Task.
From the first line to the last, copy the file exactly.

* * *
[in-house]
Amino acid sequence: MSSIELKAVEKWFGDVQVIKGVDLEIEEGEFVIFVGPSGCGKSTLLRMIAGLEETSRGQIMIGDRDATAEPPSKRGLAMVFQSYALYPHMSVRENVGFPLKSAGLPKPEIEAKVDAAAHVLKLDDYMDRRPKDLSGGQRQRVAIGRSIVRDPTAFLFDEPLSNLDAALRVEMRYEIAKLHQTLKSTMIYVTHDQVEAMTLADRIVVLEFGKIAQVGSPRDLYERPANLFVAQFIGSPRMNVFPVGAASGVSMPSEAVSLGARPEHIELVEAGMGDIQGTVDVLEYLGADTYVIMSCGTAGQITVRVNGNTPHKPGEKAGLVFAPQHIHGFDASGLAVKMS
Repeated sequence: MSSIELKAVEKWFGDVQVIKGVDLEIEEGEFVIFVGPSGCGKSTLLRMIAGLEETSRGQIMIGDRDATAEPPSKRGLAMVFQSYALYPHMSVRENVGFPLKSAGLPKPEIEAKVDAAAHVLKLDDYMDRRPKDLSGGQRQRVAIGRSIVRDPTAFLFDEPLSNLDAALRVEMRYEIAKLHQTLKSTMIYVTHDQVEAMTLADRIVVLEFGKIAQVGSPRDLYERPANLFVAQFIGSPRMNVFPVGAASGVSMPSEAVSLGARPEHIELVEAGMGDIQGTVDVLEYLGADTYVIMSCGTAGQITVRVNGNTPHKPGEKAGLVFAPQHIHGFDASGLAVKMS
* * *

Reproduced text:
[in-house]
Amino acid sequence: MSSIELKAVEKWFGDVQVIKGVDLEIEEGEFVIFVGPSGCGKSTLLRMIAGLEETSRGQIMIGDRDATAEPPSKRGLAMVFQSYALYPHMSVRENVGFPLKSAGLPKPEIEAKVDAAAHVLKLDDYMDRRPKDLSGGQRQRVAIGRSIVRDPTAFLFDEPLSNLDAALRVEMRYEIAKLHQTLKSTMIYVTHDQVEAMTLADRIVVLEFGKIAQVGSPRDLYERPANLFVAQFIGSPRMNVFPVGAASGVSMPSEAVSLGARPEHIELVEAGMGDIQGTVDVLEYLGADTYVIMSCGTAGQITVRVNGNTPHKPGEKAGLVFAPQHIHGFDASGLAVKMS
Repeated sequence: MSSIELKAVEKWFGDVQVIKGVDLEIEEGEFVIFVGPSGCGKSTLLRMIAGLEETSRGQIMIGDRDATAEPPSKRGLAMVFQSYALYPHMSVRENVGFPLKSAGLPKPEIEAKVDAAAHVLKLDDYMDRRPKDLSGGQRQRVAIGRSIVRDPTAFLFDEPLSNLDAALRVEMRYEIAKLHQTLKSTMIYVTHDQVEAMTLADRIVVLEFGKIAQVGSPRDLYERPANLFVAQFIGSPRMNVFPVGAASGVSMPSEAVSLGARPEHIELVEAGMGDIQGTVDVLEYLGADTYVIMSCGTAGQITVRVNGNTPHKPGEKAGLVFAPQHIHGFDASGLAVKMS